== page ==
Skimming the surface: Goldwater Lake, Prescott, AZ

Ok, some adventures just don’t go as planned. This was one of those. I spent at least 35 minutes hike-a-biking trying to find the mountain bike trail. Granted someone with better technical skills than me (just about anyone) probably could have biked much of what I had hiked. At one point, my phone fell out my bike jersey without my knowing. (Luckily, when I retraced my steps I found it with the screen in tact—thank goodness.)  That’s how it started.

log bridge and bike goldwater

I’m sure Han’s No Way Rey and Missy Giove, the MTB legends I met on my Catalina mountain bike adventure would have popped over this little bridge no problem— not me.

When I finally jumped on the single track trail I’d originally intended, I had to keep jumping off the bike to navigate over rocks or roots.

Goldwater Lake Trail Sign My downfall When the trail opened up into a rough fire road, I thought, Ok, this should be doable for me now. Well, apparently not. After another 35 minutes of navigating loose gravel and pot holes, my tire slipped out from under me and I wiped out and landed hard

 

Sometimes knowing when to surrender is better than ruining your vacation or life with an injury, especially if you’re out there alone as I was. Sure I was tempted to get my bruised butt back on the bike and see where the bumpy fire road would take me, but I had a work conference call coming up and other places to explore on foot before nightfall anyway. Was glad that I didn’t have my Garmin to tell me how few miles I’d covered. After I wiped the dust off my backside, I pedaled away, grateful for the climb up the hill back to the car (at least a partial workout).

Fishing sign

I didn’t run into any hikers or other mountain bikers, but there were about half a dozen people fishing at the lake. (None of whom knew the surrounding trails.) From what I can tell, 15-acre Goldwater Lake is a good spot for a family outing with summer kayak and canoe rentals, picnic tables, a playground, a horse shoe pit and a volleyball court. You’ll have to ask someone else about the trails.

Long story short, that’s why I only skimmed the surface of what the Goldwater Lake trails offer. I’ll give it another shot if I return to the area (most likely by foot or with a mountain biker that knows the trails).

Getting there:  2900 S. Goldwater Lake Road, from Prescott,go south on Mount Vernon Street, which becomes Senator Highway.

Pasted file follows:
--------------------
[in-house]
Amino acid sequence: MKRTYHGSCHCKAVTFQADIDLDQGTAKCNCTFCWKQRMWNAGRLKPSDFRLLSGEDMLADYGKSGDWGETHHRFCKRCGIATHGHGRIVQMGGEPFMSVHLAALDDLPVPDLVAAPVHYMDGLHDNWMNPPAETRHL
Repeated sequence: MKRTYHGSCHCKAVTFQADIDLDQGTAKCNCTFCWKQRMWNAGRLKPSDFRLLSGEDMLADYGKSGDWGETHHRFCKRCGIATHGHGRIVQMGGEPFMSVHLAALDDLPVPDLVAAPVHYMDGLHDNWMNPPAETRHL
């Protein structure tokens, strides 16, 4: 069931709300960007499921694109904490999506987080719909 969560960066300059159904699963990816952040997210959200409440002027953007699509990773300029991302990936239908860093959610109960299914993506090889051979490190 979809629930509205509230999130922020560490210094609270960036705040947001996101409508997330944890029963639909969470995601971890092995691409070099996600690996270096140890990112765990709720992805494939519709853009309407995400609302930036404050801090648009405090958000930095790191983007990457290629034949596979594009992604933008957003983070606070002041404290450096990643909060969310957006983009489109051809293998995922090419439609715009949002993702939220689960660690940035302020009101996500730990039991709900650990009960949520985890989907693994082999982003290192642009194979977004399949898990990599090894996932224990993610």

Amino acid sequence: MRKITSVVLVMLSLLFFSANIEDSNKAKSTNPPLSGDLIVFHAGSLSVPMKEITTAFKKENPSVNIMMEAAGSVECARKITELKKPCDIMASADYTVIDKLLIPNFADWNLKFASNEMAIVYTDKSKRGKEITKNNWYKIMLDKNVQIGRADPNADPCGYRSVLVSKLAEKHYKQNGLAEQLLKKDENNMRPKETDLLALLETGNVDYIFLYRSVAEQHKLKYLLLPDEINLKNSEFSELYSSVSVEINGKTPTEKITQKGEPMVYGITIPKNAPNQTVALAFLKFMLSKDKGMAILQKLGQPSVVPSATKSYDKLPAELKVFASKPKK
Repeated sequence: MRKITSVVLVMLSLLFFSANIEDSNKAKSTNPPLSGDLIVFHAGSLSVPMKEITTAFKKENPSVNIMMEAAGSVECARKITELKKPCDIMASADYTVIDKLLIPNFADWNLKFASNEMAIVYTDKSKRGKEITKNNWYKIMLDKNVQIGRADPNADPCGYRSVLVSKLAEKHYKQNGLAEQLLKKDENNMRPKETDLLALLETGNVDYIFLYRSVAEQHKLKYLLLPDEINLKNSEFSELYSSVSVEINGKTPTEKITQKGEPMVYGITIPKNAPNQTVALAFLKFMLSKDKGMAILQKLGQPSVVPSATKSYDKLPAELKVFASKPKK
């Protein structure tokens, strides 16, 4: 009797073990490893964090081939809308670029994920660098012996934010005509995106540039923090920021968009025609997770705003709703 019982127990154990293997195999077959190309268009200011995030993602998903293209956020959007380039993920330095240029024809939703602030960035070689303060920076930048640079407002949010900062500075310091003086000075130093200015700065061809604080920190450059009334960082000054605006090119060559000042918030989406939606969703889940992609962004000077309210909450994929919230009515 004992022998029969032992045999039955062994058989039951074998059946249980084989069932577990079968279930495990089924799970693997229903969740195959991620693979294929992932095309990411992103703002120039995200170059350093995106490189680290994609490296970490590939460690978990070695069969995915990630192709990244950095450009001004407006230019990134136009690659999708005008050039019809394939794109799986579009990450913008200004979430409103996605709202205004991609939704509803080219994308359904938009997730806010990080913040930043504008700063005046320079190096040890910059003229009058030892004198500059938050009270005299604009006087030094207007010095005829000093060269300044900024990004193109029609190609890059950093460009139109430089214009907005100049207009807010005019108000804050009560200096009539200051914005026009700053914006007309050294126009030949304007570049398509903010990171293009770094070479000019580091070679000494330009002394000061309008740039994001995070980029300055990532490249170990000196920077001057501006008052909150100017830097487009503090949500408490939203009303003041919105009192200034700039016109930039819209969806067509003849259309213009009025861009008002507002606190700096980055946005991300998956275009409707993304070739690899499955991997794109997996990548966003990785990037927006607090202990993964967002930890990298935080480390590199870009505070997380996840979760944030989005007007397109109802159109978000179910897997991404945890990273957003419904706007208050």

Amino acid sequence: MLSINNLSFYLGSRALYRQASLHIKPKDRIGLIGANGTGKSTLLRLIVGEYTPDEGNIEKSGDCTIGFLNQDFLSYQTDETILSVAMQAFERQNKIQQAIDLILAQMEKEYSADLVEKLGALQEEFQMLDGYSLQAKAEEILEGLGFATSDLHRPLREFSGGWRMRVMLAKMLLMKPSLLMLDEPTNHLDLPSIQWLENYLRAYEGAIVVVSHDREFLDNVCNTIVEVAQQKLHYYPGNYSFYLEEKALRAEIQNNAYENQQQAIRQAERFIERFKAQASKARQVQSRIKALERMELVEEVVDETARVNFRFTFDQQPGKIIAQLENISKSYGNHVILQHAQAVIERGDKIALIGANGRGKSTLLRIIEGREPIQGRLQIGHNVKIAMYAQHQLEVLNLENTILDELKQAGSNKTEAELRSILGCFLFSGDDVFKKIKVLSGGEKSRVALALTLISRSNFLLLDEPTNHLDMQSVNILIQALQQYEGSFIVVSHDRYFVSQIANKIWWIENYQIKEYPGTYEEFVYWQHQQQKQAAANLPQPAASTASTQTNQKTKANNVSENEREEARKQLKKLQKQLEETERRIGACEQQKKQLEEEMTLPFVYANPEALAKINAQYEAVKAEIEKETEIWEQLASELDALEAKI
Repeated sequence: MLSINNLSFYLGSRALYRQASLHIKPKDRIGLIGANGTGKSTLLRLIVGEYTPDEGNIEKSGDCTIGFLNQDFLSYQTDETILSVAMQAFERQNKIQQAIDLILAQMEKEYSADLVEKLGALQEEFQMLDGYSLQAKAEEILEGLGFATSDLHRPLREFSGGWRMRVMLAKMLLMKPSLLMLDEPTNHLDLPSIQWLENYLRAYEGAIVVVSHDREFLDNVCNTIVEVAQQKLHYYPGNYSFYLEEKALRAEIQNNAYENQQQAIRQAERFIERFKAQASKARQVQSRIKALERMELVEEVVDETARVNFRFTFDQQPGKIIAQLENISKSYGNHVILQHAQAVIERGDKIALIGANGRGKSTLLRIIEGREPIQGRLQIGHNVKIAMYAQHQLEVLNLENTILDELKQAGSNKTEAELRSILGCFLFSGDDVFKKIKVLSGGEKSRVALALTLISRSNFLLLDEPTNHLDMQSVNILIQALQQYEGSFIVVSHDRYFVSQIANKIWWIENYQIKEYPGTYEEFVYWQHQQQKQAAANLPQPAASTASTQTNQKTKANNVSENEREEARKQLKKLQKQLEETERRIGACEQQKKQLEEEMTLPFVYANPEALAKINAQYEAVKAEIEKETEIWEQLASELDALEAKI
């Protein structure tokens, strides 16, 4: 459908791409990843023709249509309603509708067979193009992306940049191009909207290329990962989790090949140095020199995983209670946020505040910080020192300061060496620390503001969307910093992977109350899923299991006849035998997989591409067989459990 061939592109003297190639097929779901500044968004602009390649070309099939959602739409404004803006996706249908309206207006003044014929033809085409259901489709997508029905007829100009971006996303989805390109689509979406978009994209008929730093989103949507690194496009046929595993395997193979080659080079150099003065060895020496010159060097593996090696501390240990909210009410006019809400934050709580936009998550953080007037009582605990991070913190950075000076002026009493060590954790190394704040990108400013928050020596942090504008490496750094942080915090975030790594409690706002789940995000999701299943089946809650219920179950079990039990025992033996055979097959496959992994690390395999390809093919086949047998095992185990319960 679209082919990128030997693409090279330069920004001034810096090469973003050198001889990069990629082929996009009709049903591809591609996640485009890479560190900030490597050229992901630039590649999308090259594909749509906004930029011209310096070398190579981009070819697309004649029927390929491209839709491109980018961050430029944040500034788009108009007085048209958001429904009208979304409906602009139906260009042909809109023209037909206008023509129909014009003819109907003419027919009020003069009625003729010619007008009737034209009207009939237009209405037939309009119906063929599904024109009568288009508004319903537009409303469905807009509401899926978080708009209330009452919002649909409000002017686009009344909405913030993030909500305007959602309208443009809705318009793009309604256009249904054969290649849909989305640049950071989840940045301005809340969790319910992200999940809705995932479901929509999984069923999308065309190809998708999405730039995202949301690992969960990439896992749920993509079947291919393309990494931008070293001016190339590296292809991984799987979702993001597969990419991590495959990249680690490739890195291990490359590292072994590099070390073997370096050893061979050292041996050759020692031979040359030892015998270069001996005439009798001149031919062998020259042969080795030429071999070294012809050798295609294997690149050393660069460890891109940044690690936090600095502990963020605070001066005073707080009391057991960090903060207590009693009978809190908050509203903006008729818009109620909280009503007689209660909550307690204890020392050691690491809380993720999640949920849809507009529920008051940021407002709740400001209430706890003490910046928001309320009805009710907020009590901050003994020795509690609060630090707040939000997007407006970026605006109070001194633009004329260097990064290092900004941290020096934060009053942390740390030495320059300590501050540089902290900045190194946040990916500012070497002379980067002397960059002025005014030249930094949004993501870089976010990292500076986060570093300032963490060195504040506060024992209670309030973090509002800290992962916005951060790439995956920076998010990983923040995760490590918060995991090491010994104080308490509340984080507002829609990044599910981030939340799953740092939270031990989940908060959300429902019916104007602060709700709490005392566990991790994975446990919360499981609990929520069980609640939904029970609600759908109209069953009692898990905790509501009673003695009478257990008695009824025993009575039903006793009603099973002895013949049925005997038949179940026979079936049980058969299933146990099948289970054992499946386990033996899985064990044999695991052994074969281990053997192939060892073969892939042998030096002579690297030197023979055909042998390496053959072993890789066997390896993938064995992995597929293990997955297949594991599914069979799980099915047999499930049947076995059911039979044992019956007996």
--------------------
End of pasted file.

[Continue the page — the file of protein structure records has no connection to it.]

Fee: $3 for Parking

Ever had an adventure that just didn’t go as planned? Share your experience.  

Stay tuned for my top picks of places to stay and eat and for more of my active escapades in and around Prescott.

Hiking: Thumb Butte 

Granite Basin

Mountain Biking: Prescott Valley to Prescott via the Iron King & Peavine Trails

Restaurants: Farm Provisions

Barley Hound Gastropub

 

Exploring the Lovely Lundy Lake Trail, Hoover Wilderness, Inyo National Forest

Go Jump in the Lake

They say that 100-acre Lundy Lake (ele. 7,800′) is one of the most overlooked drive-to lakes in the Eastern Sierras. Named after W.J. Lundy who operated a sawmill near Lundy Lake, it’s hidden in the easily accessible foothills above Mono Lake. Part natural beauty, part manmade, originally, Lundy Lake was a smaller lake that was expanded to its current size in 1910.

I didn’t go jump in the lake as is my habit, because I only had a couple hours to Go Take a Hike and Go Chasing Waterfalls

The hike was rated as a 3 for difficulty and a 9 for scenery in my old school, 1995 Cali hiking book. They were spot on for the scenery and a bit off on the difficulty level. The book said we would pass 2 small waterfalls and then at 3 miles arrive at Lake Helen to be followed by Odell Lake a mile beyond. There were many waterfalls some were narrow snow melt tracing their way down from mountain ridges above and others were thundering tiered falls along the trail–all were quite beautiful.

snow melt fall
Snow melt tracing its way down
3 tiered waterfall
Wonderful Waterfalls
granite, gree nand water fall